When it comes to the youth of our country, and even world, the overwhelming mentality is that muscular fitness is not a necessary component to physical activity. In fact, despite ample evidence that supports strength-building activities during this developmental phase of life, very few countries have physical activity recommendations and guidelines that include muscular fitness. With the prevailing recommendation being 60 minutes of moderate to vigorous physical activity (MVPA) per day, and the growing evidence of the benefits of muscular fitness activities, a recent paper¹ proposed that generic physical activity guidelines need to be updated to prioritize muscular fitness and strength-building in these guidelines.
The authors of the paper analyzed key World Health Organization (WHO) documents and National Physical Activity Guidelines for 25 countries and found that the common recommendations included at least 60 minutes of MVPA daily, with the majority being aerobic in nature, and very few guidelines on muscular fitness and strength-building. They argue that with reports that indicate that today’s youth are not as active as they should be, and with the decline in physical activity increasing steadily after age 6, that an urgent need is present to address physical inactivity during childhood and adolescence before today’s youth become resistant to exercise interventions later in life.
In order to properly address this epidemic, the authors suggest that the focus move away from “how much physical activity?” to “what type of physical activity?”. By integrating strength activities, skill activities, and aerobic activities, into what they term the pediatric activity pyramid (PAP), there is an emphasis on the co-equal sharing of each of these rather than the hierarchical design of traditional youth physical activity pyramids where aerobic activities make up the base (more important) and muscular activities the top (less important). They conclude that basic recommendations to simply “move more” are not enough to push the youth of today and state that the “activity-promoting and health-enhancing benefits of muscular fitness warrant a stronger emphasis on this issue and a new conceptual PAP model for promoting MVPA in all youth”.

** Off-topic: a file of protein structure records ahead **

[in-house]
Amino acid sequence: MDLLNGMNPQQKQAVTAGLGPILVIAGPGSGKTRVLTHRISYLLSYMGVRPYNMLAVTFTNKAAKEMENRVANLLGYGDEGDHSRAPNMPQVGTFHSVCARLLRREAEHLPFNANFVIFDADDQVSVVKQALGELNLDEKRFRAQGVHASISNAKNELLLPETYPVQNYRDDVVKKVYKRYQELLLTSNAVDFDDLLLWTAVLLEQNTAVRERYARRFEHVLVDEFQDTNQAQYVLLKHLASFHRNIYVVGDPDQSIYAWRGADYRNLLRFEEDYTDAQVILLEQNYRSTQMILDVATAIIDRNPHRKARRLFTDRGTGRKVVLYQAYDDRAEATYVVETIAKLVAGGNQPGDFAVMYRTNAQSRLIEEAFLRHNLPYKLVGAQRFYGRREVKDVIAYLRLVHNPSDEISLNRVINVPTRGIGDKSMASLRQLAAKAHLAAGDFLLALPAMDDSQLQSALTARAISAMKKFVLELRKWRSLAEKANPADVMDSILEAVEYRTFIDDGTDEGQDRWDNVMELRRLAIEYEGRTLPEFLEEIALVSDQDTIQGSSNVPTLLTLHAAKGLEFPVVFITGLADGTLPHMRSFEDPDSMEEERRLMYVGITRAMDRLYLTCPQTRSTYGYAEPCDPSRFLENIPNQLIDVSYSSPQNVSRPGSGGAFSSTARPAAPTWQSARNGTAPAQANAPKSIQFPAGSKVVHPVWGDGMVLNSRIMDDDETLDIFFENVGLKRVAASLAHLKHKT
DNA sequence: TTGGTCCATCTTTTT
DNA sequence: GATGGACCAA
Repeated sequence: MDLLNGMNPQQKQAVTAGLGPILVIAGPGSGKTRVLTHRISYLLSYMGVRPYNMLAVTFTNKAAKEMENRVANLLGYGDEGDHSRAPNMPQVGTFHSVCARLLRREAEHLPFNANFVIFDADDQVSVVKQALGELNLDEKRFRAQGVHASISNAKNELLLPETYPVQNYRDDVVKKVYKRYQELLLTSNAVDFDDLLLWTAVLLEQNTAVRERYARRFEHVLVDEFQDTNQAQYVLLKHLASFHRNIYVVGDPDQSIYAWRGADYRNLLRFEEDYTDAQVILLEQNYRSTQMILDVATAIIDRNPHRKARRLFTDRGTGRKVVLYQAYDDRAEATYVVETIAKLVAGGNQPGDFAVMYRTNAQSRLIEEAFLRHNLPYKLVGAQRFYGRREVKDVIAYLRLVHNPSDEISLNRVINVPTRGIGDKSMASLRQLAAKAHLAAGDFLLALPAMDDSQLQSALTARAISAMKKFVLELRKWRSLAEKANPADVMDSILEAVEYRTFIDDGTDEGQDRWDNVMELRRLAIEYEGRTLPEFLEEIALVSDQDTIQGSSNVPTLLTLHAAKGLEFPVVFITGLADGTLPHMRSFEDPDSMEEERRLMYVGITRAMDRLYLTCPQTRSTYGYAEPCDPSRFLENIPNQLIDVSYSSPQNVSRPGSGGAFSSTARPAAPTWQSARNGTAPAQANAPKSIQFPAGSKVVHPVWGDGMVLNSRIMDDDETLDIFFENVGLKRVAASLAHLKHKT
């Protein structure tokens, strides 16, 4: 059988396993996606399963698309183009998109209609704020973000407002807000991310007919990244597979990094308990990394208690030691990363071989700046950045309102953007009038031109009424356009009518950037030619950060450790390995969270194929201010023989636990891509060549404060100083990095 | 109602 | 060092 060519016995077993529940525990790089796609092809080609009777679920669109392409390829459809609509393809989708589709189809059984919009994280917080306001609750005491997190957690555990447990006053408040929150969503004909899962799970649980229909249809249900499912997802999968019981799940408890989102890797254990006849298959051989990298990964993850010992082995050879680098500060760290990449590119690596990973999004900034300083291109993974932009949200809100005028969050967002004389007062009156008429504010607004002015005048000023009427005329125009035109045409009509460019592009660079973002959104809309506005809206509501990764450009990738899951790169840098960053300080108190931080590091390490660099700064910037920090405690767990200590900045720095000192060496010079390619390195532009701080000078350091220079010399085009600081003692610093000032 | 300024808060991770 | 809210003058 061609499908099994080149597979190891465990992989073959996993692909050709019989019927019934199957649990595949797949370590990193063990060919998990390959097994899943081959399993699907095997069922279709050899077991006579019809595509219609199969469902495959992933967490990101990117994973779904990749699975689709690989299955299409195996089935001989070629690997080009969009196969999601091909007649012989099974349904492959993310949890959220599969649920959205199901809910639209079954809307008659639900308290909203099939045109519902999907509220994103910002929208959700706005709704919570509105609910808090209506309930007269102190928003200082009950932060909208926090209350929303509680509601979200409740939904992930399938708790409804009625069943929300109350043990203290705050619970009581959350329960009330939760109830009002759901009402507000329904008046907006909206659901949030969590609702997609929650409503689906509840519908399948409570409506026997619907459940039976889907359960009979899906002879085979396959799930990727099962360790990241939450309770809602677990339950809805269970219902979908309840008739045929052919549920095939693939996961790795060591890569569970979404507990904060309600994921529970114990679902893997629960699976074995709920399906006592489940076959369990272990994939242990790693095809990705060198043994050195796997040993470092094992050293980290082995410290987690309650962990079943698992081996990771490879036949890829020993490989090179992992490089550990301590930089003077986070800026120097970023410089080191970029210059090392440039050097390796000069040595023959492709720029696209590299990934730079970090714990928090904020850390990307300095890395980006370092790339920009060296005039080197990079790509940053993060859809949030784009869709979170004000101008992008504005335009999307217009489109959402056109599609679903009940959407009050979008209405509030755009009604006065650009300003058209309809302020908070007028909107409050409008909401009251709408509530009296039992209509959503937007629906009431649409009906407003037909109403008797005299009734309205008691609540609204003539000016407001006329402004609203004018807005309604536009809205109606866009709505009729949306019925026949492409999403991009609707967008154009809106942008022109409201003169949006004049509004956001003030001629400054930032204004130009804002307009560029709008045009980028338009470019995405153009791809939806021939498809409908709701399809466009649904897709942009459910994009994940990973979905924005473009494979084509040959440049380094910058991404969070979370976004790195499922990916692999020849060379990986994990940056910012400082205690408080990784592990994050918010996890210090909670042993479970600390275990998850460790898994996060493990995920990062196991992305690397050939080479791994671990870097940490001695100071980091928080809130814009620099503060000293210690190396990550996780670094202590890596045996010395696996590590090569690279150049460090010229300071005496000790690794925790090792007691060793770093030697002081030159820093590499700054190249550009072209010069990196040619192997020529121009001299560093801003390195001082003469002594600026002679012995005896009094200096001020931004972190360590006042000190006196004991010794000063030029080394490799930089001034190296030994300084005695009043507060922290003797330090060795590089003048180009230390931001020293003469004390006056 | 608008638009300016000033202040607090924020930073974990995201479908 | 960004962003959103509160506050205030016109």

Over the 21 years that I have been in practice I have seen more and more of my patients of all ages become unhealthy as a result of lack of movement and general activity. Despite numerous attempts to help them overcome this, I struggle to have the effect that I intend. Upon opening the doors to HealthFit in 2020, I had a passion to help individuals of all ages, including children and young adults, achieve optimal health and wellness through regular movement and exercise, with a particular emphasis on strength-training. We launched our flagship introductory eight-week program for adults, FitStart, late in 2020 and followed that up with FitStrong, our next level strength and conditioning program, both of which are achieving the desirable effects. But what really has me excited is the launch of our youth-focused programs, FitSport and FitKids, in the fall of 2021 (yes, that’s right around the corner!). These programs will hope to solve the predicament that the paper reviewed in this review mentions. It is high time that we as parents and providers look at the harm that we are causing to the youth that we are tasked with protecting and counseling. Short of the recommendations in this paper, the very least we can do is to provide the opportunity for our children to achieve the utmost health benefits that they deserve. Otherwise we are setting our children up for failure in health and well-being.
¹Making a Strong Case for Prioritizing Muscular Fitness in Youth Physical Activity Guidelines
Faigenbaum, Avery D. EdD, FACSM1; MacDonald, James P. MD, FACSM2; Stracciolini, Andrea MD, FAAP, FACSM3; Rebullido, Tamara Rial PhD
Current Sports Medicine Reports: December 2020 - Volume 19 - Issue 12 - p 530-536